TycoIS sues ISC; N.J. integrator files counterclaim
TOMS RIVER, N.J.—Claims of trade secrets stolen, employees poached and counterclaims that Tyco is trying to run a much smaller competitor out of business fill two lawsuits—one filed by Tyco Integrated Security at the end of May and a counterclaim filed by Integrated Security & Communications on June 24.
At the center of the lawsuit are three former employees of SST: Thomas Catagnus, John Pichola and Joel Richman. SST was the platform for ADT (now Tyco Integrated Security) to launch into the systems integration business. ADT acquired SST in April 2008.
Integrated Security & Communications is a $15 million systems integrator based here. Michael Thomas, a Honeywell vet, launched ISC in 2007.
Catagnus, Pichola and Richman were laid off by Tyco in 2012. They now work for ISC.
In a suit filed in U.S. District Court for the Eastern District of Pennsylvania, Tyco alleges that the three men violated non-compete and non-solicitation agreements; that they stole information such as “business and sales strategy, product cost structure, pricing models, customer lists, new prospective accounts [and] sales data”; and that they’ve poached employees from TycoIS.
Tyco said that it was alerted to problems earlier this year when the company “noticed that a number of its key personnel were resigning in order to … join a competitor, ISC.”
“Ultimately … Catagnus, Pichola and Richman, with ISC’s full knowledge and support, have used the millions of dollars that Tyco IS provided to ensure that they would not solicit TycoIS’ customers and employees to create a competitor less than 10 miles from TycoIS’ doorstep,” the lawsuit alleges.
The headquarters for TycoIS is in Princeton, N.J.
In its counterclaim, ISC denies all allegations of wrongdoing and alleges that TycoIS is maligning ISC in an attempt to drive ISC out of business.
“This action is a transparent anti-competitive attempt by Tyco [which has revenues of $1.8 billion] to crush a small, innovative competitor [which has less than $15 million in revenues],” the counterclaim says.
One of the main issues in the lawsuit is when the three men’s non-compete agreements with Tyco expired. Tyco said it’s three years and ISC said it’s six months.
ISC said that the men have also honored a two-year non-solicitation agreement.
“Defendants have not done business with and do not intend to do business with Tyco’s customers except as permitted by [law],” the suit says.
The counterclaim also says that former Tyco employees who have joined ISC were not pursued by ISC, but that those employees sought employment with ISC after their positions were terminated by Tyco.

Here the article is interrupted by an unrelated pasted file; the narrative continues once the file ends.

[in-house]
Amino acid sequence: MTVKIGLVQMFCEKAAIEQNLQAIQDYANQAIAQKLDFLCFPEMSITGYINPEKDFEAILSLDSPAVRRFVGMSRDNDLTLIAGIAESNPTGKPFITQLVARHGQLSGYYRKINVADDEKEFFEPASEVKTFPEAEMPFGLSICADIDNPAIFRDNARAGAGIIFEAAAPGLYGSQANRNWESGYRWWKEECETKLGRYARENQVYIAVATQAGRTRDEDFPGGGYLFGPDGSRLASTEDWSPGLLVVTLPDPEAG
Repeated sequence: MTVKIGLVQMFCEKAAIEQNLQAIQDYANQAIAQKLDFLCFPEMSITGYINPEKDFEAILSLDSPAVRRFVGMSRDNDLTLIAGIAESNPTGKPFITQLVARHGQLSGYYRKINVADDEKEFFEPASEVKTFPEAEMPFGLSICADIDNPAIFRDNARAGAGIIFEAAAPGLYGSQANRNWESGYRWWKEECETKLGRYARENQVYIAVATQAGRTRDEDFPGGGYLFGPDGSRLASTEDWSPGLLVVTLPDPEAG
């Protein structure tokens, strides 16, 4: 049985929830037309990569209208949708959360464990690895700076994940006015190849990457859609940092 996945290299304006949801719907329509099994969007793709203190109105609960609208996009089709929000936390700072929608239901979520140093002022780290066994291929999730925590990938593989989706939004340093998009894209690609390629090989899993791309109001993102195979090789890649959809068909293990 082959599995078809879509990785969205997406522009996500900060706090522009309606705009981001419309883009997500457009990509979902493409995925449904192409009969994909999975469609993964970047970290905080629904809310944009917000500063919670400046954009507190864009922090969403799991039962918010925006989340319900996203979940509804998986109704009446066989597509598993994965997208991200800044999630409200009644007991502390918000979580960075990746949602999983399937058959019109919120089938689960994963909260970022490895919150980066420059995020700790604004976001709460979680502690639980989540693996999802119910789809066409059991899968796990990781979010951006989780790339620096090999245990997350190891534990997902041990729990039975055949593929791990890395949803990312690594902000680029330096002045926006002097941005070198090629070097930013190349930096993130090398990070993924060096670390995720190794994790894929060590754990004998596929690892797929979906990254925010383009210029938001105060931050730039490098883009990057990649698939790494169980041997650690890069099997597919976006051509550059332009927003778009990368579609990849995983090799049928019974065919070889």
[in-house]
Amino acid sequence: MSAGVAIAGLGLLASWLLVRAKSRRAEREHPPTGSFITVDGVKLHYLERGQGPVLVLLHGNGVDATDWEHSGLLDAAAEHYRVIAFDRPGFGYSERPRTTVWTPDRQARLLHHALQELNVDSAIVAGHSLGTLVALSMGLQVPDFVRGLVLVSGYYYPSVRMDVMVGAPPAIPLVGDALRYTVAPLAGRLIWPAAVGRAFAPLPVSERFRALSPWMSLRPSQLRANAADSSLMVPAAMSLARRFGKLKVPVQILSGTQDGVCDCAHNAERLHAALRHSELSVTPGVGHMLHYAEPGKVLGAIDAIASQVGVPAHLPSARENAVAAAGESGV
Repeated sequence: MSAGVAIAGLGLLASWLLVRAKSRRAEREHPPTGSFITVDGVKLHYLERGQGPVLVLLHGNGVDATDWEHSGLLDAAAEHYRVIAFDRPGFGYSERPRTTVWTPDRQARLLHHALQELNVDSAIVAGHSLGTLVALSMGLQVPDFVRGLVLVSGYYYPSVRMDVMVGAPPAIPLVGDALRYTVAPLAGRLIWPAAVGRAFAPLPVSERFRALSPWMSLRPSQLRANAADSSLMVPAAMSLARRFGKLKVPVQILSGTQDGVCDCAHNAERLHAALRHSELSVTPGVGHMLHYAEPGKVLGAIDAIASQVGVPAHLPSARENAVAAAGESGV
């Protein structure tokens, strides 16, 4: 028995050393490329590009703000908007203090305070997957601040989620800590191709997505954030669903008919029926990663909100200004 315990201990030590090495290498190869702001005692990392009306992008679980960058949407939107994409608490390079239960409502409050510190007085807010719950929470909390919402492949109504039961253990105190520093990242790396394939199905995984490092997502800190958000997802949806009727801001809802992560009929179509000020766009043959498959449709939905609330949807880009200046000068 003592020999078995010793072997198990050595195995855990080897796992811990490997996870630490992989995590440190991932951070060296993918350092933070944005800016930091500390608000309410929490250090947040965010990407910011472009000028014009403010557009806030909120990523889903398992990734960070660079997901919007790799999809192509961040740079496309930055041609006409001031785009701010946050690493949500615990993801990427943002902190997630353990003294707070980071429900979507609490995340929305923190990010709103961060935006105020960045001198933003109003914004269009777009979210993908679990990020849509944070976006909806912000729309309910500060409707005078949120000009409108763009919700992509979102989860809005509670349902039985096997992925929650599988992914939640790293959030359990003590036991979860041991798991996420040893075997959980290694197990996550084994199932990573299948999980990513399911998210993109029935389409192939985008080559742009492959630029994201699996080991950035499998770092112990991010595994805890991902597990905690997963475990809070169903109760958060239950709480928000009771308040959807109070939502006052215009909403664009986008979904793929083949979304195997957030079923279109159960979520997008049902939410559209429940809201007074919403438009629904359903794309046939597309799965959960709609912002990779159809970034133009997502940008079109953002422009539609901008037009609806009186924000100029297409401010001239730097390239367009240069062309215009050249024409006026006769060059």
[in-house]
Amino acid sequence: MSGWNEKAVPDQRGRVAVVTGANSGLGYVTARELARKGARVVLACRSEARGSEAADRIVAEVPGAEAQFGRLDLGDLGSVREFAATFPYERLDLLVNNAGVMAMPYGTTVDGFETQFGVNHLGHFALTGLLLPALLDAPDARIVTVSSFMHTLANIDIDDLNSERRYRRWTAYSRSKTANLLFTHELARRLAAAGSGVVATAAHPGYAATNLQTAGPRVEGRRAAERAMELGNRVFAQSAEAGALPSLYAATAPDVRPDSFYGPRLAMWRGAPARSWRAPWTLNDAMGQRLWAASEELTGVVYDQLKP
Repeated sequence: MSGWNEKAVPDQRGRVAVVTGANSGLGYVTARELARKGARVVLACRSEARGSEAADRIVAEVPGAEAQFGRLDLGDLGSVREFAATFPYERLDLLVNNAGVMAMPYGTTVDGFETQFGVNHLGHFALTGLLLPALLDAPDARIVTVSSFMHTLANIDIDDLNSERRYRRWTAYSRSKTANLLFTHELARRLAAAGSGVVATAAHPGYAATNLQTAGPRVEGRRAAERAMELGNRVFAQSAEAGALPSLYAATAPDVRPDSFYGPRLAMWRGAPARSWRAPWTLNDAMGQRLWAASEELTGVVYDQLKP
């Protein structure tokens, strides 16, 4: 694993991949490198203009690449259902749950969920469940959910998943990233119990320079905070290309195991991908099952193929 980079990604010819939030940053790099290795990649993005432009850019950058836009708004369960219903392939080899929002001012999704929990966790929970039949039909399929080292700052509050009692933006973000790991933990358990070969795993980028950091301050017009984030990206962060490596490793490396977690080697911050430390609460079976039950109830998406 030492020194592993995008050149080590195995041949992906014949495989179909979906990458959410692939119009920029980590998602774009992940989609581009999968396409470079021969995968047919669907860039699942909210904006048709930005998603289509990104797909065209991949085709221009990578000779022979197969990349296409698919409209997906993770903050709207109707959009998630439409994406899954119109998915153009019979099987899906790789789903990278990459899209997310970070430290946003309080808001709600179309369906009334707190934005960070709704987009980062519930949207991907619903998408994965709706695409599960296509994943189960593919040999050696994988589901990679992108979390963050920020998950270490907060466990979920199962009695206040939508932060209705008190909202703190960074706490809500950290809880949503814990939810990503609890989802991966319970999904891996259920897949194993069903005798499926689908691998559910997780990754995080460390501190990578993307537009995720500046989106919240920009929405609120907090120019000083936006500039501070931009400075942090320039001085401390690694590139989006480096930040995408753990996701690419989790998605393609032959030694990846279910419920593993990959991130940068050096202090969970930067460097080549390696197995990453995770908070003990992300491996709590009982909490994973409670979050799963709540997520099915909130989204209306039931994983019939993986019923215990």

In a statement provided to Security Systems News, ISC CEO Michael Thomas said, “Any former TycoIS employees who have reached ISC seeking opportunities and were subsequently hired were brought on board based on their character, work ethic, skill and unique fit for the needs of ISC as it continues its growth.”
Thomas said that he “supported TycoIS from the manufacturing side of the business for many years, before starting ISC in 2007 (a year prior to the acquisition by TycoIS) and knows these people [the named defendants] personally.”
Jean Pierre Nogues, a partner at Mitchell Silberberg & Knupp, told SSN in an email interview that the case presents a number of issues involving non-compete agreements and trade secrets that are often raised when key employees leave one company and go to work for a competitor.
“Defendants contend that they have done nothing to violate those covenants for several reasons, that the covenants have expired, and that Tyco has waived those provisions. These are all issues that will have to be resolved by the court in determining whether there has been a breach,” he said.
Nogues noted that non-compete agreements are treated differently under the laws of various states. “For example, in California, they are generally not enforceable unless they are part of an agreement to sell an interest in a business,” he said.
In terms of trade secrets violations, Nogues said that most states have adopted the Uniform Trade Secrets Act. That act defines trade secrets as information that “derives independent economic value from not being generally known to the public or to other persons who can obtain economic value from its disclosure or use … and, is the subject of efforts that are reasonable under the circumstances to maintain its secrecy. Customer lists, strategies and product development information can all qualify for trade secret protection, provided that they meet these requirements,” he said.
He said that actual disclosure or use of trade secrets is prohibited, and threatened disclosure may be prohibited. “However, many jurisdictions reject the notion that someone who has trade secret information will ‘inevitably disclose’ that information if employed by a competitor of his former employer, which is one of Tyco’s allegations in this case.”
Contacted by SSN, Brett Ludwig, director of external communications for Tyco, said “as a matter of policy, Tyco Integrated Security does not comment publicly on matters of ongoing litigation.”